BASF’s acquisition spree in recent years will keep the company busy integrating the new businesses and will not continue seeking mergers and acquisitions (M&A) targets, according to the German chemical major’s CEO, although it will keep looking at potential good opportunities.
BASF CEO Kurt Bock said at the company’s 2017 results press conference in Ludwigshafen, Germany, that it will now focus on the acquisitions it has made in the last two years – Chemetall for $3.2bn in 2016 and Solvay’s polyamide 6,6 assets for €1.6bn in 2017, among others – adding that “investing money is not the difficult thing” but rather improving “growth and earnings” with the already acquired businesses.
Bock did not expand much on BASF’s most expensive proposed acquisition – that of Bayer’s seeds and herbicides assets for €5.9bn – as the deal announced in October 2017 is still subject to regulatory approvals.
However, he did respond to reporters’ questions about the deal’s price tag. The €5.9bn price came across to many chemical analysts as pricey, although Bock said that current multiples in the chemicals M&A space would have not allowed for a lower price.
“It is not easy to judge the price if you don’t have the full set of data, and what we have seen [in Bayer’s assets] is very good operations, very well run, and what we have offered is completely in line with other acquisitions [within the chemical industry],” said Bock. “In agrochemicals we know what we are doing and the seeds business was the missing [part] in order to be fully successful.”
The CEO added that the Oil & Gas division will “simply disappear” from BASF’s operational structure as of 1 January 2018, with retroactive effect, after the agreement the company signed with LetterOne in December. A potential initial public offering (IPO) on the stock exchange of the new entity will take place at the earliest 18 months after the transaction’s close, said the CEO.
“If there are other opportunities [in the M&A space] we will take a look at them, but we don’t have a list of things I can present you with,” said Bock.
US TAX REFORM IMPACT
The CEO was also asked about the US tax reform and how that could boost capital investment. BASF already said in January that the US Tax Cuts and Jobs Act had boosted its earnings by €400m through a one-time cash windfall in the fourth quarter.
However, Bock wanted to cool down the enthusiasm for the reform. “[The reform seems] very positive, and our colleagues and competitors [within chemicals] received it very well. Will that lead to the fact that there will be automatically more investment?” Bock said.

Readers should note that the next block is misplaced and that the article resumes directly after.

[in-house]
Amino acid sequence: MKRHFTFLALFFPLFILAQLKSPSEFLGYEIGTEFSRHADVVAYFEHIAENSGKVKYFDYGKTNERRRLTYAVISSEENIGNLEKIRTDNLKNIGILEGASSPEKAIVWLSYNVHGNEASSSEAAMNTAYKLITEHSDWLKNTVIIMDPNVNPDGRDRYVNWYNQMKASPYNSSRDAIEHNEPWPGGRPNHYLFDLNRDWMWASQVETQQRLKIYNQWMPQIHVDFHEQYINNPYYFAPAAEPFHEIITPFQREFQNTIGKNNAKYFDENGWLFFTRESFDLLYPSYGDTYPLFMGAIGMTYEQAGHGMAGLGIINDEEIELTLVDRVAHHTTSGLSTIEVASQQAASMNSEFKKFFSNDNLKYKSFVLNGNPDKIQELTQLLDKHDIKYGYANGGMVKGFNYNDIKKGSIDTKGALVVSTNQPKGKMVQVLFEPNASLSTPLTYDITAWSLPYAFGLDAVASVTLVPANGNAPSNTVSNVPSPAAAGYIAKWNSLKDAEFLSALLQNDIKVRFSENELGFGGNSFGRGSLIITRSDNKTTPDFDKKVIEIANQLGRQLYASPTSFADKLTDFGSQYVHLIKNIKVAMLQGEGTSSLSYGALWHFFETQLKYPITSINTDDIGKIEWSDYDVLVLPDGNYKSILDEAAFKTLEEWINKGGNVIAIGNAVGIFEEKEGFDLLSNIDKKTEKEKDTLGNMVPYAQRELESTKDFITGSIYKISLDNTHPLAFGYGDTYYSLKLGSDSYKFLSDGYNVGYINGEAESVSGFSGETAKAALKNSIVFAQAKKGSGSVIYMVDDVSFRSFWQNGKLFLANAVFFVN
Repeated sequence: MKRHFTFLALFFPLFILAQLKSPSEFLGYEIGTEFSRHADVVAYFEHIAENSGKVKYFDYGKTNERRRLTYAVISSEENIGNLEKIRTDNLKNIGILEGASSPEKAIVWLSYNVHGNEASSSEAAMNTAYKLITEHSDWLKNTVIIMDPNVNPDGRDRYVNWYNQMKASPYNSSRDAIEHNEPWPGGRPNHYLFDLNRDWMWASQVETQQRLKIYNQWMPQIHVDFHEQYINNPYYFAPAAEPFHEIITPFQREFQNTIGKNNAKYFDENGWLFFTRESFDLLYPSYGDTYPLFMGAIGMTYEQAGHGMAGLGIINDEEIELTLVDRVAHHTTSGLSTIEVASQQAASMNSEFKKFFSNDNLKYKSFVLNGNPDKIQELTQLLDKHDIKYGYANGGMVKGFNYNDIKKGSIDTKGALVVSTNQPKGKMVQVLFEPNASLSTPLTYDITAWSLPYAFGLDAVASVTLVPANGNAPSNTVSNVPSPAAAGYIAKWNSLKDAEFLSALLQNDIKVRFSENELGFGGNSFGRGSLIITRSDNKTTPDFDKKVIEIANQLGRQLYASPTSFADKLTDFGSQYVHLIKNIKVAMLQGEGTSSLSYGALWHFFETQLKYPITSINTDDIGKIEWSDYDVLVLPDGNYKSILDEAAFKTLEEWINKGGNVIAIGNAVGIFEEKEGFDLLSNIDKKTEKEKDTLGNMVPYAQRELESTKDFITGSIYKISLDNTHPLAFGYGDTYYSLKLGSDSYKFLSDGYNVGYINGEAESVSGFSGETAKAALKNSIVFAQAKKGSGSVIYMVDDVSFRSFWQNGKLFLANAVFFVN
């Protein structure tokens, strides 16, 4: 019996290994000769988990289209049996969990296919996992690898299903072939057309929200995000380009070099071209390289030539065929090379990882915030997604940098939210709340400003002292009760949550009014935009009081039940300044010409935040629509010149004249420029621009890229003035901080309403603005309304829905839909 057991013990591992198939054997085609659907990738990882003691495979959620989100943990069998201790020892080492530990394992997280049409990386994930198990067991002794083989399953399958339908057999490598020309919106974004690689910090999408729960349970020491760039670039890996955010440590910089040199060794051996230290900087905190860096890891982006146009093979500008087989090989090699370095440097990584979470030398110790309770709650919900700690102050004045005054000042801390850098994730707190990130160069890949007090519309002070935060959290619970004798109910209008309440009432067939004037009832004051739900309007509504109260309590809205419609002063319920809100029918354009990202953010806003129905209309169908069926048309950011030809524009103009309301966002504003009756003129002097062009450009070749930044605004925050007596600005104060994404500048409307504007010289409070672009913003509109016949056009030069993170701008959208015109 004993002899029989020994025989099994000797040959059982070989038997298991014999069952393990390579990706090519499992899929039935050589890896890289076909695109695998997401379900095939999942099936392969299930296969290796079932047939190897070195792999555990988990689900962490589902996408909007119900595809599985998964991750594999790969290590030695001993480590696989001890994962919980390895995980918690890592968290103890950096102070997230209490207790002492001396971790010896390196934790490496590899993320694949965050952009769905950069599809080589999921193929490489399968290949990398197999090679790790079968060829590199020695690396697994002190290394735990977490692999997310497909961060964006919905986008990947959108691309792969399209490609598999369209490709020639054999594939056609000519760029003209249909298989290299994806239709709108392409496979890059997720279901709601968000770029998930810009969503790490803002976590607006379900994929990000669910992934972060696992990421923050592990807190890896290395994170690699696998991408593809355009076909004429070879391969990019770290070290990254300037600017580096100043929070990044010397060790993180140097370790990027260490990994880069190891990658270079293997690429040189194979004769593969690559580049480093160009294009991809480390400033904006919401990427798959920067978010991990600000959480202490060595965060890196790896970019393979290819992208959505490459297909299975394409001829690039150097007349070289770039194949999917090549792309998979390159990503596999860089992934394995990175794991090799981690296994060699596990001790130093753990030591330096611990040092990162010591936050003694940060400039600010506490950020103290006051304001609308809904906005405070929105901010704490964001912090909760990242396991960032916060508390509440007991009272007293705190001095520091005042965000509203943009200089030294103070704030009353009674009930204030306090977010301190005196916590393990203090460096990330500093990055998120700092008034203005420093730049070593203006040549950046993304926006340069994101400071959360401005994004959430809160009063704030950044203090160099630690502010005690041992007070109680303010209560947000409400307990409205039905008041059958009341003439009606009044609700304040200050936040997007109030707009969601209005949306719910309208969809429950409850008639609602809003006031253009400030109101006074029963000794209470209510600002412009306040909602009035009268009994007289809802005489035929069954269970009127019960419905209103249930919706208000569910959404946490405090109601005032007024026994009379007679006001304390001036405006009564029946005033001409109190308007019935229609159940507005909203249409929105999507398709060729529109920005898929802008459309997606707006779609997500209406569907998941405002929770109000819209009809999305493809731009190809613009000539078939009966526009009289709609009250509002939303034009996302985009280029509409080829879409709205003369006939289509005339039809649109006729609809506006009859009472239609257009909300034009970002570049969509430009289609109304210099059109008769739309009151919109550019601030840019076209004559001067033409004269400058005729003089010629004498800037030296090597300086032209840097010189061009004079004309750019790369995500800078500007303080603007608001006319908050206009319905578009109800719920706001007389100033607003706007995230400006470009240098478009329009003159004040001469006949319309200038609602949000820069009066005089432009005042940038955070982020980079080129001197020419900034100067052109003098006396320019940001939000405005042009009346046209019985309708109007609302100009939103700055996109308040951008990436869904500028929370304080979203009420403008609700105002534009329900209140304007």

“Many factors come [into place] here, [one of them being] investment costs [in the US], and these are high – the highest globally. It is remarkable really – [currently there are] low interest rates and low taxes but high specific investment costs.”
For BASF overall’s tax bill, however, the US reform will have a small impact, said Bock, adding that its German tax bill is the most important.
“Our tax rate will not dramatically change. It fluctuates between 20% and 25% and that will only change if Germany had a tax reform,” he said, adding that in the 67 pages of the preliminary agreement to form a government in the country between the current governing CDU and the SPD there was no mention of tax reforms.
According to Bock, the fact that Germany has been without a government for more than five months is worrying for the economy, although he joked about how the lack of new regulations and laws can present businesses with opportunities.
“Sometimes it is good not to get too much regulation, which sometimes is not science-based but voodoo science-based, like with glyphosate. [At some point] we will have a government and they will go into regulating mode,” he said.
He was referring to the long-running debate about the widely used weed killer glyphosate, which is being subject to a potential licence renewal in the EU for another 10 years.
Chemical companies and trade groups have supported the use of glyphosate, arguing it is safe to use, while green groups have argued it can be carcinogenic.
EXCHANGE RATE CONCERNS
Bock said BASF’s main worry for 2018 is the euro/dollar exchange rate. The euro has accumulated gains of more than 20% against the dollar over the last 12 months.
“The dollar [exchange rate] is really what we are mostly concerned about. Also inflation – US labour inflation costs [which have been going] up. Those are things that we have to keep at the back of our minds,” said Bock.
“Then there are wild cards, surprises. I am speculating now, [but imagine] we could not achieve a solution for Brexit. We would fall back to a regime which is WTO (World Trade Organization) standards, but I cannot really imagine that happening.”
The UK’s planned departure from the 28-country block has been marred by the lack of progress in the negotiations after the country voted to exit already in June 2016.
Bock is due to leave his post in May’s annual general meeting (AGM). Although he may come back to BASF’s board in 2020, he has to wait at least two years to do that as per the German law’s required “cooling period” following departure from a key corporate role.
“Cooling off means cooling off and, as a matter of fact, I will cool off. I will come up with something [to do],” concluded Bock.
By Jonathan Lopez
Source: ICIS News
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